Gibson Walnut SG Standard
I recently had the pleasure of having an awesome 1977 Gibson Walnut SG Standard at home to play with. Well the idea was to look over the electronics and make sure it was fit to gig with for Patrycja, a friend of Verushka that I sorted the Hondo II bass for. According to The Guitar Dater Project it was made at the Kalamazoo Plant, USA on December 15th 1977, production number 103. It was great that I got a chance to play around with a Gibson Walnut SG Standard from the Seventies, that’s exactly what I was tempted to get myself, see my previous post about Gibson SG. Luckily I tried one before I bought one and I realised straight away that I still prefer Telecasters, SGs have too much neck for me. It was interesting to try a 1970’s Gibson made in USA just to compare it to all the made in Japan copies in my collection. I have to say that the feel and quality of the Japanese guitars are right up there with the American originals.
Everything seems to be original, except one pot, so I thought it was unnecessary to change the original jack just because of a bit of crackle so I cleaned it instead. I cleaned all the contact surfaces with wire wool and contact spray, it seems to be enough. I tightened the pots and all the screws on machine heads, strap buttons, pickguard, pickup rings, bridge and polished up the wood a bit.
There was a fairly nasty cut in the edge binding on the 5th fret. You could feel it when you played so I masked it off and then filled it with wood filler, that happened to match in colour, then sanded it smooth and dropped a bit of nitro lacquer over it. Unfortunately I forgot to take a picture when it was all done, the last picture is before the lacquer and the final sanding with 2500 grit.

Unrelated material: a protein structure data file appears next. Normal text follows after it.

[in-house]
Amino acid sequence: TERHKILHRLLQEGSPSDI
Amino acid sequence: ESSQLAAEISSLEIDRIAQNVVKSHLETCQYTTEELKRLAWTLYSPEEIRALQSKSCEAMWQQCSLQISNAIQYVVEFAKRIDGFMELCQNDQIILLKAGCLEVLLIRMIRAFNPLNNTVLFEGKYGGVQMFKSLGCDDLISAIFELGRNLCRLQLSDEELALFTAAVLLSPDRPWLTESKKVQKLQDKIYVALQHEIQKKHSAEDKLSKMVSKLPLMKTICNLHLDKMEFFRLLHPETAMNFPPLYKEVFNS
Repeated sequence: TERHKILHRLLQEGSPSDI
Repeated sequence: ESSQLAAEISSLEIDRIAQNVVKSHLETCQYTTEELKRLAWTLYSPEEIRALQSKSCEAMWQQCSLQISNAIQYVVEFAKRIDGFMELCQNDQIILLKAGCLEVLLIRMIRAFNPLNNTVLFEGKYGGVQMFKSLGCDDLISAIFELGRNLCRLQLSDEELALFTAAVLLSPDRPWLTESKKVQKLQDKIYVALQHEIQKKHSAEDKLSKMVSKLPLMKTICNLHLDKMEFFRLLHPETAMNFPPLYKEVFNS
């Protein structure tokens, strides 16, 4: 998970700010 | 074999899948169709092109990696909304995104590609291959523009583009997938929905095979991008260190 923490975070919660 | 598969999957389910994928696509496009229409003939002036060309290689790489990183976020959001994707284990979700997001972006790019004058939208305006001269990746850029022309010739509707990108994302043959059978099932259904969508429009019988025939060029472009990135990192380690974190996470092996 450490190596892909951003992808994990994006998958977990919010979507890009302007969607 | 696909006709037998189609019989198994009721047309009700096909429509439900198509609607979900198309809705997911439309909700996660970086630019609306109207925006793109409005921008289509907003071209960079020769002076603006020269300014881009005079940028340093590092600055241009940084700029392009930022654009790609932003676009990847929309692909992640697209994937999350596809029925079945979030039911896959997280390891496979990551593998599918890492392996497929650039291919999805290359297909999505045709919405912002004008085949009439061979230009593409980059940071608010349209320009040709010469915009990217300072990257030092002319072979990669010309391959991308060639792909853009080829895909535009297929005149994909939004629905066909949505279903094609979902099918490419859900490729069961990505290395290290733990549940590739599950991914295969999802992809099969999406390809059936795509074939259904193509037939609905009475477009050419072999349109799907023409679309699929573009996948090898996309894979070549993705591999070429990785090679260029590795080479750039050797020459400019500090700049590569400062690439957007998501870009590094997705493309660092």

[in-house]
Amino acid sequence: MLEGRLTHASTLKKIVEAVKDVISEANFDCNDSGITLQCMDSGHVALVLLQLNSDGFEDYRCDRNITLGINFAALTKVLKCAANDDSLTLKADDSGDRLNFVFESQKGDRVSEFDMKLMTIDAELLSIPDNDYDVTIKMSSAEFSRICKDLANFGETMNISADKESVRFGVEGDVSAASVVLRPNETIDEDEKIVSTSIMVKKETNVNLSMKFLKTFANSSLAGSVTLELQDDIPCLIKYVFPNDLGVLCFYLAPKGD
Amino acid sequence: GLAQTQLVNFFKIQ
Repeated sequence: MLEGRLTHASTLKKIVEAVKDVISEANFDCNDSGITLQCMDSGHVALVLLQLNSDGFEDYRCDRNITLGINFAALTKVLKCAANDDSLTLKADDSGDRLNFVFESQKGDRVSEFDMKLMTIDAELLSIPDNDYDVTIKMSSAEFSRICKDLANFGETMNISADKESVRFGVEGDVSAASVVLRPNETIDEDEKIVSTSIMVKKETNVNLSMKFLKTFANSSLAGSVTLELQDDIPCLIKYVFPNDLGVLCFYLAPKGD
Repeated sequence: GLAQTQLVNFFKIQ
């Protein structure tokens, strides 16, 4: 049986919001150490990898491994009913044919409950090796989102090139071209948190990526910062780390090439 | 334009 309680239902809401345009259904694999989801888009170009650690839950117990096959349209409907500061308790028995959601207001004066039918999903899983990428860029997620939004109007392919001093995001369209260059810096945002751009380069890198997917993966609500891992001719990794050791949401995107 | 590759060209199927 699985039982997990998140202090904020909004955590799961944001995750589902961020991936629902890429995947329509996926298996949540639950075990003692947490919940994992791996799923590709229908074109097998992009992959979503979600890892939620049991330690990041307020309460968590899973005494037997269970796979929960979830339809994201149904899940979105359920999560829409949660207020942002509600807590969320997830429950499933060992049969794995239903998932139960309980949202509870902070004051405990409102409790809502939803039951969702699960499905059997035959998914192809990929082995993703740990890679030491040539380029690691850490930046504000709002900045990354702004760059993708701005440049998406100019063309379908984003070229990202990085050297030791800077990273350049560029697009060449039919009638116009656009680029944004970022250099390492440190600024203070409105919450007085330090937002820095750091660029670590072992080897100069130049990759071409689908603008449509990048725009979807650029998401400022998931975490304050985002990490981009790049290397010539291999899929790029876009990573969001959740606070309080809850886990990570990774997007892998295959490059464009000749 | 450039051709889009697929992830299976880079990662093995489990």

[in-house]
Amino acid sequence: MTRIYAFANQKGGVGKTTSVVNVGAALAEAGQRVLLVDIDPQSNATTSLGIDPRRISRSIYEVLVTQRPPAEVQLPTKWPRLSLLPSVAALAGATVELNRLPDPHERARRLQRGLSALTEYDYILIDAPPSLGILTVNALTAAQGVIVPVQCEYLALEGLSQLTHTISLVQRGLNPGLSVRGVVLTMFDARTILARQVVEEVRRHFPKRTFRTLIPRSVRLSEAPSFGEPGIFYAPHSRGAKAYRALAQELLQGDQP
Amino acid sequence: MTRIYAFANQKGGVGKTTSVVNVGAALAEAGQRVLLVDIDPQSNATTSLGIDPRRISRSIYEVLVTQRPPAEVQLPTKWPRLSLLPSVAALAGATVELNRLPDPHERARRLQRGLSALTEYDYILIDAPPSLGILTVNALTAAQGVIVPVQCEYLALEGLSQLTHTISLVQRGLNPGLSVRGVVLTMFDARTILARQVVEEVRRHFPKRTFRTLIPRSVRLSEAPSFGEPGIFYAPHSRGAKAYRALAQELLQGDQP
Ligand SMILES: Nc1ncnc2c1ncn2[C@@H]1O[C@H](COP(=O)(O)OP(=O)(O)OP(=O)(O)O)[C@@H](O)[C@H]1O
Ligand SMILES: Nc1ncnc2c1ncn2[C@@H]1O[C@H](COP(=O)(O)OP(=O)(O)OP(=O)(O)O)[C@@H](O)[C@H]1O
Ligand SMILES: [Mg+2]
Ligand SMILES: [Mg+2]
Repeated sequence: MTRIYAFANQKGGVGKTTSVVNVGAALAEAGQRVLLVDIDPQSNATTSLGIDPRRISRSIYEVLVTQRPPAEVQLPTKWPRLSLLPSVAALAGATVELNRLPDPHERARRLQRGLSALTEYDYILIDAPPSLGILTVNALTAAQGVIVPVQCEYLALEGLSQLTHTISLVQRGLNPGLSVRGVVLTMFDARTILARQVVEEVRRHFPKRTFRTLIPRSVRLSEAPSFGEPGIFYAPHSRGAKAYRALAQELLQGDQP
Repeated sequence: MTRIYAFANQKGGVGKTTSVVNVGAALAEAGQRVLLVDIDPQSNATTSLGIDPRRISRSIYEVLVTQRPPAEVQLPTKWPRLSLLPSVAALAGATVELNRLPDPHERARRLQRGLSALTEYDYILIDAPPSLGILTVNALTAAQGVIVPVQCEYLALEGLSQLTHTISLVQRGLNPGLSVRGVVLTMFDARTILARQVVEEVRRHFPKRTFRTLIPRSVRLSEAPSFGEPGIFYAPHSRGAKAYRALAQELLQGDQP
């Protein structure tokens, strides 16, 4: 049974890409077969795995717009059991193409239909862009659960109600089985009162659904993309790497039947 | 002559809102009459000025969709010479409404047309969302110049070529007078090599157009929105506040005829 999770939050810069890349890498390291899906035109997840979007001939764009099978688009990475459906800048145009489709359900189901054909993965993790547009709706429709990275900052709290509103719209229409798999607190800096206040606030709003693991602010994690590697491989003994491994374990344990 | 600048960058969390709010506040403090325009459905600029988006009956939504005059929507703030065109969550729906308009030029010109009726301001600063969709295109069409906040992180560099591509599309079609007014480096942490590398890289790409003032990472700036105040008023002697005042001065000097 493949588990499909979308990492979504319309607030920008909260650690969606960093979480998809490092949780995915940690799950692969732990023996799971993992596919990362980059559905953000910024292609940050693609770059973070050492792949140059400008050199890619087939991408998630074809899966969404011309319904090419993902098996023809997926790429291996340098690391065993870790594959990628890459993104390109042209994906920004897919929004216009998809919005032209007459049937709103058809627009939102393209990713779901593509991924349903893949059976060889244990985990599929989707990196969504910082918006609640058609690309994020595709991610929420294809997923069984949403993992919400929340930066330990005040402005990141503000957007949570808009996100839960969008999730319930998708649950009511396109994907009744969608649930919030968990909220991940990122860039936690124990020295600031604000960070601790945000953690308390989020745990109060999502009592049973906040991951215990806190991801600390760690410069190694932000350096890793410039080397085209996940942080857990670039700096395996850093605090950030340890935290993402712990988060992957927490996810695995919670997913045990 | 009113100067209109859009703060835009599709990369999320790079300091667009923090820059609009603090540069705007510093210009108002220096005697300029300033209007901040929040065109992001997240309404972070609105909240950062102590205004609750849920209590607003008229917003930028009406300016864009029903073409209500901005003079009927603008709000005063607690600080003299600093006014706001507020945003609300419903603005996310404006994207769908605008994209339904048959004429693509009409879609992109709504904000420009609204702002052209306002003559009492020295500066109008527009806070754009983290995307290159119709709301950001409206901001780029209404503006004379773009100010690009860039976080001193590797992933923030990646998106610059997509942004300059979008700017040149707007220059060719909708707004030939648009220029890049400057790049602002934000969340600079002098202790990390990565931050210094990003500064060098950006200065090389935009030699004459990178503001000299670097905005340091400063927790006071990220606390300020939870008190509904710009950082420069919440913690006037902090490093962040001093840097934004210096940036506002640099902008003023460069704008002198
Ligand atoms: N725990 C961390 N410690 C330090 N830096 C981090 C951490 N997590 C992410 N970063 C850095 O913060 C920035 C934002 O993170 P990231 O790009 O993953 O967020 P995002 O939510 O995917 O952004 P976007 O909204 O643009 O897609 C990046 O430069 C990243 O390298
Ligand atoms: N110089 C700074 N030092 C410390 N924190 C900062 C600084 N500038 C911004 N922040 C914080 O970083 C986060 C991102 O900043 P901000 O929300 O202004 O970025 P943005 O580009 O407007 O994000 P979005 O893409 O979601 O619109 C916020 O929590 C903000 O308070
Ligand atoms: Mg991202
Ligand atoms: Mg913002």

Patrycja wanted to keep the dents and scratches to the body and I agreed, it’s nice when a guitar shows it’s real age. However, nobody likes dents in the back of the neck so I did what I could to soften them a bit. I recently learned a great way of removing dents and scratches, or at least making them stand out less. Use a soldering iron and some wet paper folded up, the steam from the iron will make the wood swell and that way make the dent less deep. Sometimes this works extremely well, especially on surface scratches, and sometimes it makes no difference at all so it’s a bit hit and miss but it’s quick and easy and therefore at least worth a try. Make sure you move the soldering iron and just hold it down for a sec to not damage the surface. The last step was to polish the frets and fretboard, put on some lemon oil and then new strings. The action and intonation was already great so I didn’t have to adjust that.